There’s a lot in this to break down, and discussing children and chores is definitely on the menu! But how about the pressures on our eldest children to be leaders, set an example, always do better so that the younger ones can follow?

My husband and I are both eldest children. We have also taken a different road from each of our families of origin. We are in that place where we will either be tempted to overload the eldests (because in a family of 8 the dynamic of who is the eldest is a flexible one)…. Or we will be accused of it. Probably already have been.

We see leadership qualities in all of our children. Our mission statement as a family includes what we see as a call to raise the leaders of the next generation. Leaders wherever they are, whatever they are doing, and whether they are assertive and ‘out there’ or quiet, gentle leaders.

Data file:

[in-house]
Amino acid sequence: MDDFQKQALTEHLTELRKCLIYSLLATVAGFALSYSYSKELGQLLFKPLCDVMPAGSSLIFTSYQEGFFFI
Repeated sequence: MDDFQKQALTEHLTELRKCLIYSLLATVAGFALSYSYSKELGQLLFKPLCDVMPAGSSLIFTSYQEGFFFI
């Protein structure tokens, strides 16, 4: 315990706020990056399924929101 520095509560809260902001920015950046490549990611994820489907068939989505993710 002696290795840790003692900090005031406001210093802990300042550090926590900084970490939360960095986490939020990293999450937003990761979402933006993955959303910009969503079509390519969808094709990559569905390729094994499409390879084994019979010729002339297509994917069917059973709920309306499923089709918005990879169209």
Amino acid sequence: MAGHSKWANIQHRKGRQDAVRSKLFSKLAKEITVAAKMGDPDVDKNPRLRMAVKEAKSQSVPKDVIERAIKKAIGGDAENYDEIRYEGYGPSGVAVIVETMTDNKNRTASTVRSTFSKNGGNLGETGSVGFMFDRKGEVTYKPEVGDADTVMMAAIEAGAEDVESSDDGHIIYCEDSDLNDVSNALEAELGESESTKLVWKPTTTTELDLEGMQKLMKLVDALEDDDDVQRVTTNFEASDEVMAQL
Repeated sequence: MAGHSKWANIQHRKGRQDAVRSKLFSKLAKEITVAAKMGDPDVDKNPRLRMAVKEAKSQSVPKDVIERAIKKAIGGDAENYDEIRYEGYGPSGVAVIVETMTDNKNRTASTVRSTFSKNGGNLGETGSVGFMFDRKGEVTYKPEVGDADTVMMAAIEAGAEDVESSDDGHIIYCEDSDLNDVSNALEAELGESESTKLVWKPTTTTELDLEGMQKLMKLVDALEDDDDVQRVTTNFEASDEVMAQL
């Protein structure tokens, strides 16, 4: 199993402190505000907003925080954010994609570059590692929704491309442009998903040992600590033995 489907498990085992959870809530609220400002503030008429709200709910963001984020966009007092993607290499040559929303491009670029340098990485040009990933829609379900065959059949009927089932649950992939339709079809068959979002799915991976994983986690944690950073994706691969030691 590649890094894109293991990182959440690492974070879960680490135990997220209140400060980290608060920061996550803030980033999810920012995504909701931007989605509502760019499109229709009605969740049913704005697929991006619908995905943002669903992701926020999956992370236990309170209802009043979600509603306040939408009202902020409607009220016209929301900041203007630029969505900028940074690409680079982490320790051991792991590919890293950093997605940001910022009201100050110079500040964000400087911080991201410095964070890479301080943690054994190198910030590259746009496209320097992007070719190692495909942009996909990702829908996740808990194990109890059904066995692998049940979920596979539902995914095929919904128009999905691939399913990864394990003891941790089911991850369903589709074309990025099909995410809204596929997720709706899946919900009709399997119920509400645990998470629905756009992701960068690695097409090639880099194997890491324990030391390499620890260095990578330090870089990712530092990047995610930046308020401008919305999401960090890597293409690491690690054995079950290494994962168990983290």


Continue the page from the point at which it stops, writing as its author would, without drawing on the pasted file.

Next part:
Moses was a leader who grew tired. We had read the story in a morning devotion on a day we were struggling. My eldest was struggling in particular. A late night, stresses that were upsetting him… I realised that even leaders need their arms holding up now and again. That includes us as parents, and it includes all of our children, even the eldests!

I explained to my son the significance and the meaning of the Aaron, Moses and Hur story to me that day. I assured him that it was ok that he needed his arms to be held up. We are a team. We can each hold up one another’s arms when we are weary and need help. It’s ok to be tired. It’s ok to need help to do something that we can normally do, or that is within our control or power.

Yesterday that same eldest child stepped up to his leadership qualities and held up his Daddy’s arms with the gift of a beautiful letter of encouragement and scriptures. The leader of our household needed, and had his arms held up by his eldest son, his wife, and other of his children. In fact all of the children contributed silently and without needing to be asked, in different ways. Maybe just taking the pressure off, amusing themselves, playing quietly and allowing their Daddy to study.

Today: eldest needs holding up and that’s ok. We are a team. There are even more of us to support each other. We can go with the natural ebb and flow of energy and stress levels and emotional capacity.

We all need our arms to be held up sometimes.